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Our historical forgotten American articles are generally impressive figures, but there are very few one might accurately call “cool.” This is an exception in two ways. Václav Havel, the founder of the modern-day Czech Republic (also known as Czechia) is undoubtedly cool by any definition of the word. A political dissident under the Soviet-backed regime, he served hard time in Communist prisons rather than bend the knee to their authority. His moral courage acted as a beacon of hope for the entire resistance movement behind the Iron Curtain. As you’ve gathered by now, the second exception is that Havel is not American, but his fight against communism earned himself an honorable mention in our “Forgotten Americans” section.
Havel was born in Prague in 1936 to a wealthy and prominent family in then Czechoslovakia, a nation newly independent from the Austro-Hungarian Empire made up of the future Czechia and Slovakia. His paternal line comprised real estate developers, while his mother was the daughter of a famous diplomat and journalist. As one might imagine, this did not make his life easy after the Czechoslovakian Communist coup d’etat of 1948.
Indeed, the new Communist regime dictated his life path largely on the basis of his class background. He took gymnasium classes while working as an apprentice chemical lab assistant. Due to political and social reasons, none of the postsecondary humanities programs would accept him as a student. He was accepted into a prestigious economics program but dropped out after two years. He entered into compulsory military service in 1957 and left in 1959.
Being a member of a formerly well-to-do family, most avenues in the arts and academia were closed off to Havel. However, it was his family’s deep roots in the cultural and intellectual community of Czechia that guided his final chapter in life as the leader of the resistance to Soviet and Communist domination over Czechoslovakia, and later the peaceful separation between Czechia and Slovakia.
From Playwright to Presidency
Official avenues into the arts were largely closed off to him, however, Havel was an innovative and enterprising young man. He took work as a stagehand to learn the craft of theater from behind the scenes while he took dramatic arts courses through the mail. He won international acclaim with his first full-length play, “The Garden Party,” presented as part of a series on the Theater of the Absurd. In 1968, his second play, “The Memorandum,” was featured at The Public Theater in New York, which further helped to solidify his reputation on the international scene.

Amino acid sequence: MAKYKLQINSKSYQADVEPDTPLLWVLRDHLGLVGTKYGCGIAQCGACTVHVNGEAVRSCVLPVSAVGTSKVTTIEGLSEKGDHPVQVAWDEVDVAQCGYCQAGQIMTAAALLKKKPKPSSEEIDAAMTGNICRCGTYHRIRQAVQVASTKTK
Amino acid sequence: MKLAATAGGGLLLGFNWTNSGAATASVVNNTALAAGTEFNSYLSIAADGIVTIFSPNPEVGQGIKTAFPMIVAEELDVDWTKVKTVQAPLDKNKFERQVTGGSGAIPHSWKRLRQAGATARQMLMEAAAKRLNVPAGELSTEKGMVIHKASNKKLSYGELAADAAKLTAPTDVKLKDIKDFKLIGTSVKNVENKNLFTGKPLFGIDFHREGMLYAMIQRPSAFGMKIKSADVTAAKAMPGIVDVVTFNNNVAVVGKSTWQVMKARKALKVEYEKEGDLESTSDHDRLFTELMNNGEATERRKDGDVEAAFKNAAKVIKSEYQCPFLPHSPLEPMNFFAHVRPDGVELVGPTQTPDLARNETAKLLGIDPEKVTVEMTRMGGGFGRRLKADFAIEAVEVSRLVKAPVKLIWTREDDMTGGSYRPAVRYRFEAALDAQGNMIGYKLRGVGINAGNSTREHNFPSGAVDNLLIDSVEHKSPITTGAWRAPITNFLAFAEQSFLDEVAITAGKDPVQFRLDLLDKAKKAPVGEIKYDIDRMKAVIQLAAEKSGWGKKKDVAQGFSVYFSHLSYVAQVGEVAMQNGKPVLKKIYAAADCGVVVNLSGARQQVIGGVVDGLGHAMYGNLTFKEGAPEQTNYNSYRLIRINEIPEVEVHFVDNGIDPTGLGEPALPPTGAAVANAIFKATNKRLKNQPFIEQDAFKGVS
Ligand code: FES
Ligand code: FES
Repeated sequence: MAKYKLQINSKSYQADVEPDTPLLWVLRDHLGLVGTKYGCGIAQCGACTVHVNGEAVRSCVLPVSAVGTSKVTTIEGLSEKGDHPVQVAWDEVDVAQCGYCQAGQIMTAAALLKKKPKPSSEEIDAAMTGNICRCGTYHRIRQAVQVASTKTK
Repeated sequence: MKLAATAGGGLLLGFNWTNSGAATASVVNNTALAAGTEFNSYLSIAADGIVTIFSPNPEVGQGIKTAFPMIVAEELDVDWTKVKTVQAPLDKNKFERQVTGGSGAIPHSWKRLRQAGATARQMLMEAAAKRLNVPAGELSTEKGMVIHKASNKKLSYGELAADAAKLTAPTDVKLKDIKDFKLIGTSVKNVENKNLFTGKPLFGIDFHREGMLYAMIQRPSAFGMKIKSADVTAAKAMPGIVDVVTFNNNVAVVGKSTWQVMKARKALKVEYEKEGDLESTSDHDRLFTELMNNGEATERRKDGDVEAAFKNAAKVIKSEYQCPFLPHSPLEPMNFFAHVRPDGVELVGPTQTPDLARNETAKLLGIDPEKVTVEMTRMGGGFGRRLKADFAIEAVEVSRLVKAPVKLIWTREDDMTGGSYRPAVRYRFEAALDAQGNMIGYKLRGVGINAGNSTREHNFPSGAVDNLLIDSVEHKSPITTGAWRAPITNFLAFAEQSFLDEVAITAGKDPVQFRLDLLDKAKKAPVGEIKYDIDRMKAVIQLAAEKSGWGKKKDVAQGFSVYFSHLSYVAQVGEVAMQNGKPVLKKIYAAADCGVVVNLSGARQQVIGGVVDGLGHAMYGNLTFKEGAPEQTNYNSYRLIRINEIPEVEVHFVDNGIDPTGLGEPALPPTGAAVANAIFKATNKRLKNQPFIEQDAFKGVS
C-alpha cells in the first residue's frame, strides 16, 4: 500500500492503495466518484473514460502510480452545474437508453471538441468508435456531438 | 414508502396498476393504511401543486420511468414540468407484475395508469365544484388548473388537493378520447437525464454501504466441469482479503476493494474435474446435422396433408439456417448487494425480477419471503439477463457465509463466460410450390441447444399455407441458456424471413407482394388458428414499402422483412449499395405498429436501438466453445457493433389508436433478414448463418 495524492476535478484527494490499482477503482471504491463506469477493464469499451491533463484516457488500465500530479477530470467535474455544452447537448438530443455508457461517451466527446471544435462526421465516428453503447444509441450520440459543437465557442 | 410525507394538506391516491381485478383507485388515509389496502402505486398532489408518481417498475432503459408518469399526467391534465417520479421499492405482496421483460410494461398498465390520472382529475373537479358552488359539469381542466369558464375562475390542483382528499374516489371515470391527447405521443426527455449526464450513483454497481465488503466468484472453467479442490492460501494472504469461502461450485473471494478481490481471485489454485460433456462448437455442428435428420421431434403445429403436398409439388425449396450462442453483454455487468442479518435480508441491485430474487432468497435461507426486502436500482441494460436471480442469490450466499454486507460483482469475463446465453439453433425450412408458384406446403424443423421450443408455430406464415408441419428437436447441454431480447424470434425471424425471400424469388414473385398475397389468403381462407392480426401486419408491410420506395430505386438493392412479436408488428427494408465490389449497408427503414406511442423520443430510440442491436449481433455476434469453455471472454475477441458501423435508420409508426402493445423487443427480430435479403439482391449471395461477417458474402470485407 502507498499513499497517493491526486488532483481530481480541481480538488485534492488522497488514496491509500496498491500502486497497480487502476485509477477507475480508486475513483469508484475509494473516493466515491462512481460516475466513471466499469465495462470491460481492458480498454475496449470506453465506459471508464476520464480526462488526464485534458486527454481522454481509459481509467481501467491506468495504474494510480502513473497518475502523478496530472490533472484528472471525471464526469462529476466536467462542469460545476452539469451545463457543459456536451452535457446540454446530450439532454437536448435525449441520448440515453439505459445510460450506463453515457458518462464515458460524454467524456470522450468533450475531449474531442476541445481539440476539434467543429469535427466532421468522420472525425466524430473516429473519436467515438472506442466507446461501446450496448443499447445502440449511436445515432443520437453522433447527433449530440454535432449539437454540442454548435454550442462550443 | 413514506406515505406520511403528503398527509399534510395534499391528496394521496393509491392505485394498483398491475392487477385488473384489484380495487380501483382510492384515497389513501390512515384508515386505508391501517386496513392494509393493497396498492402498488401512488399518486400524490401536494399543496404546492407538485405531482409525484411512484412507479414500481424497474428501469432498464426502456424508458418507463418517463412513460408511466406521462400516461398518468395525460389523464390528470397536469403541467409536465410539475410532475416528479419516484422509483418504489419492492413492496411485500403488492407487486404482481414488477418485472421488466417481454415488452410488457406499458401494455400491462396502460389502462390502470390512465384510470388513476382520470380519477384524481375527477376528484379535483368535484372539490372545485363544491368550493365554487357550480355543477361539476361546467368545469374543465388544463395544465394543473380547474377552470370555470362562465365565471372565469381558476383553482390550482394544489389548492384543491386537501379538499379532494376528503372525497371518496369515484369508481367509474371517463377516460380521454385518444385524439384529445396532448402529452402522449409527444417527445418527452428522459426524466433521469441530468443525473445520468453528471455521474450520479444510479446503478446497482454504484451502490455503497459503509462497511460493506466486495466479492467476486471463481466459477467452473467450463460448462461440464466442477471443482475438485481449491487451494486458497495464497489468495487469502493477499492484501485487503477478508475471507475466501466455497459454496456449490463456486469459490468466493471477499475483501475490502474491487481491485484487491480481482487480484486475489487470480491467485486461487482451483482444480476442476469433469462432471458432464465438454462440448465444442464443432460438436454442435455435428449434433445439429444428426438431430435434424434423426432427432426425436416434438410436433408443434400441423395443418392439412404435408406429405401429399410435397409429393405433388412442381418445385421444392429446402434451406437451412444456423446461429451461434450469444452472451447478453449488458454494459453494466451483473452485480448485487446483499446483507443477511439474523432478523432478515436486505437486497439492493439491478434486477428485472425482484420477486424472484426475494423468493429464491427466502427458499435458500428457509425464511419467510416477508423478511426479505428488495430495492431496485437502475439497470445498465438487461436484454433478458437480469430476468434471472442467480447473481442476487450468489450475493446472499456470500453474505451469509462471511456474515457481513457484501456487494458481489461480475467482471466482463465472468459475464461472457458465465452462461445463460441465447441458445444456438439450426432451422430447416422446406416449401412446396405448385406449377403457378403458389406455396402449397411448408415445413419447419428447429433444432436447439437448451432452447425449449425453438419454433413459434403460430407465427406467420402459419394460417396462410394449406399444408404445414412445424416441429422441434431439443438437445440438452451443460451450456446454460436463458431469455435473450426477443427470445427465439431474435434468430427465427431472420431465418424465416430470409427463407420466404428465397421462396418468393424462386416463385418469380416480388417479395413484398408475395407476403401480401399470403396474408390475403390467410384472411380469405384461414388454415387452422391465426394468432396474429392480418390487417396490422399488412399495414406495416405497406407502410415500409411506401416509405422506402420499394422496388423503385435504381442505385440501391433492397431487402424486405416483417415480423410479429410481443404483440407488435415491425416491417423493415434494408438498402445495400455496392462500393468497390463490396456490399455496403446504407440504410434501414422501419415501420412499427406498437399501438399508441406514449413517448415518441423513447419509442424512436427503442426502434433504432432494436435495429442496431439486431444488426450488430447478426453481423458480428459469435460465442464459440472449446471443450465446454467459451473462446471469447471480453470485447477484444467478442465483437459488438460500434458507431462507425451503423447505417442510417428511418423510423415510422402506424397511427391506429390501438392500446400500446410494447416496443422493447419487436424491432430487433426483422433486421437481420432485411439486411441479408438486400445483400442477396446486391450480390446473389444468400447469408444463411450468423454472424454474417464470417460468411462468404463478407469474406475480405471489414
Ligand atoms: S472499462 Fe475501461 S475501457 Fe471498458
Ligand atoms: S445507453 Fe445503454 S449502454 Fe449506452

1968 was also the year of the Prague Spring, a time of greater openness within Czechoslovakia, which had always been the Soviet satellite least under the thumb of the Soviet Union. However, at the end of the Prague Spring, tanks from five different Warsaw Pact nations (the Soviet Union, Bulgaria, East Germany, Poland, and Hungary; Romania and Albania refused to participate) rolled into Czechoslovakia, putting an end to this period of liberalization. Havel’s plays were banned from being performed in the country and he was forbidden from traveling abroad, which meant that he could not see his own work being performed.
It was during the Prague Spring that Havel’s identity began to take on more of the character of political dissident than of artist. He was the voice of Radio Free Czechoslovakia during the early weeks of the Prague Spring. After the suppression of the spring, he took a job in a brewery to make ends meet. He wrote plays about his experiences during this time that were later called “the Vaněk Plays” after the protagonist, who is essentially a stand-in for Havel.
These plays were distributed in samizdat (self-publishing used by dissidents in the Soviet bloc) form. It was during this period that he acquired a reputation as one of the leading dissidents of Czechoslovakia. This reputation skyrocketed with the publication of “Charter 77,” a manifesto published in response to the imprisonment of Czech rock band Plastic People of the Universe. The charter attacked the government for failing to abide by its own nominal human rights laws. The document was meant to be presented to the assembly but was destroyed. Possession of the document was a crime.
In 1979, he formed the Committee for the Defense of the Unjustly Prosecuted along with a number of other signatories of “Charter 77.” He was soon arrested after this, in what would be his longest stay in prison: May 1979 to April 1983. Letters to his wife written during this period were later published as “Letters to Olga.” Samuel Beckett wrote a short play during this time called “Catastrophe” that was dedicated to Havel in prison.